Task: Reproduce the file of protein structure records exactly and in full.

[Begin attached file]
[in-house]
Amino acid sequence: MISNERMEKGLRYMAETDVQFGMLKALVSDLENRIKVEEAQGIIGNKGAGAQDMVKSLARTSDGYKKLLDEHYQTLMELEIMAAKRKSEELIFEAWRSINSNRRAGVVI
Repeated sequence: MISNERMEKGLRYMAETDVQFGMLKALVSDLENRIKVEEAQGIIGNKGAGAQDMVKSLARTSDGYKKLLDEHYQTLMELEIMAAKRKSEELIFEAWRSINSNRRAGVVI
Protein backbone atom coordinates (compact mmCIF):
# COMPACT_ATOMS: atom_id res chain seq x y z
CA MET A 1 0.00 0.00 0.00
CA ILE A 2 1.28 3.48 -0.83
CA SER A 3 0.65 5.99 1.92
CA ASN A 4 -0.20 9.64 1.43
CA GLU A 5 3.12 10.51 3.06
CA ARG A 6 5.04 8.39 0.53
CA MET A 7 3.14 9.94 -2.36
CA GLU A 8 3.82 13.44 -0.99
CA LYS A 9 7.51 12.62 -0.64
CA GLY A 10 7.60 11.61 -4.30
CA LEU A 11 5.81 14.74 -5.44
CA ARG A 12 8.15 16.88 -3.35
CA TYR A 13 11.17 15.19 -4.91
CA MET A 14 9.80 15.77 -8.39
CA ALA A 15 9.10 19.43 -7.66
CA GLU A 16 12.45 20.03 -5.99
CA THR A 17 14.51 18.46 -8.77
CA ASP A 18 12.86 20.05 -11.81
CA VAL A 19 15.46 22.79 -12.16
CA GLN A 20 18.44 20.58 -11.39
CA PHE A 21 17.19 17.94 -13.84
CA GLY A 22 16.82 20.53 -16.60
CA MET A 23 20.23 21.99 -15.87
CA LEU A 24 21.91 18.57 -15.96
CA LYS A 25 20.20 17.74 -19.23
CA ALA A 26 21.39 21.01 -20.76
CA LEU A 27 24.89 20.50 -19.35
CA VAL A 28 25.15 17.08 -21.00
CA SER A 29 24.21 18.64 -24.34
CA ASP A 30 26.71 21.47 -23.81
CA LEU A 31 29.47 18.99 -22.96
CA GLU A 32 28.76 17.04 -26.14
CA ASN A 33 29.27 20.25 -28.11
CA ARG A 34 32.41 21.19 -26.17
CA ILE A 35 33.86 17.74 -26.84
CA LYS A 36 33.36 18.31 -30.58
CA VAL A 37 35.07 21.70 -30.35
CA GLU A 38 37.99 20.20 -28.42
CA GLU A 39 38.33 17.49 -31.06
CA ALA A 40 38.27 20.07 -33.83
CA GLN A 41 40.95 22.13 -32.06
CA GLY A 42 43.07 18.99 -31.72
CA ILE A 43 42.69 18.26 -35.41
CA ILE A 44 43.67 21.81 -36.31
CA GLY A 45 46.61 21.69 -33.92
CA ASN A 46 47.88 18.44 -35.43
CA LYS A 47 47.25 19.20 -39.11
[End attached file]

[in-house]
Amino acid sequence: MISNERMEKGLRYMAETDVQFGMLKALVSDLENRIKVEEAQGIIGNKGAGAQDMVKSLARTSDGYKKLLDEHYQTLMELEIMAAKRKSEELIFEAWRSINSNRRAGVVI
Repeated sequence: MISNERMEKGLRYMAETDVQFGMLKALVSDLENRIKVEEAQGIIGNKGAGAQDMVKSLARTSDGYKKLLDEHYQTLMELEIMAAKRKSEELIFEAWRSINSNRRAGVVI
Protein backbone atom coordinates (compact mmCIF):
# COMPACT_ATOMS: atom_id res chain seq x y z
CA MET A 1 0.00 0.00 0.00
CA ILE A 2 1.28 3.48 -0.83
CA SER A 3 0.65 5.99 1.92
CA ASN A 4 -0.20 9.64 1.43
CA GLU A 5 3.12 10.51 3.06
CA ARG A 6 5.04 8.39 0.53
CA MET A 7 3.14 9.94 -2.36
CA GLU A 8 3.82 13.44 -0.99
CA LYS A 9 7.51 12.62 -0.64
CA GLY A 10 7.60 11.61 -4.30
CA LEU A 11 5.81 14.74 -5.44
CA ARG A 12 8.15 16.88 -3.35
CA TYR A 13 11.17 15.19 -4.91
CA MET A 14 9.80 15.77 -8.39
CA ALA A 15 9.10 19.43 -7.66
CA GLU A 16 12.45 20.03 -5.99
CA THR A 17 14.51 18.46 -8.77
CA ASP A 18 12.86 20.05 -11.81
CA VAL A 19 15.46 22.79 -12.16
CA GLN A 20 18.44 20.58 -11.39
CA PHE A 21 17.19 17.94 -13.84
CA GLY A 22 16.82 20.53 -16.60
CA MET A 23 20.23 21.99 -15.87
CA LEU A 24 21.91 18.57 -15.96
CA LYS A 25 20.20 17.74 -19.23
CA ALA A 26 21.39 21.01 -20.76
CA LEU A 27 24.89 20.50 -19.35
CA VAL A 28 25.15 17.08 -21.00
CA SER A 29 24.21 18.64 -24.34
CA ASP A 30 26.71 21.47 -23.81
CA LEU A 31 29.47 18.99 -22.96
CA GLU A 32 28.76 17.04 -26.14
CA ASN A 33 29.27 20.25 -28.11
CA ARG A 34 32.41 21.19 -26.17
CA ILE A 35 33.86 17.74 -26.84
CA LYS A 36 33.36 18.31 -30.58
CA VAL A 37 35.07 21.70 -30.35
CA GLU A 38 37.99 20.20 -28.42
CA GLU A 39 38.33 17.49 -31.06
CA ALA A 40 38.27 20.07 -33.83
CA GLN A 41 40.95 22.13 -32.06
CA GLY A 42 43.07 18.99 -31.72
CA ILE A 43 42.69 18.26 -35.41
CA ILE A 44 43.67 21.81 -36.31
CA GLY A 45 46.61 21.69 -33.92
CA ASN A 46 47.88 18.44 -35.43
CA LYS A 47 47.25 19.20 -39.11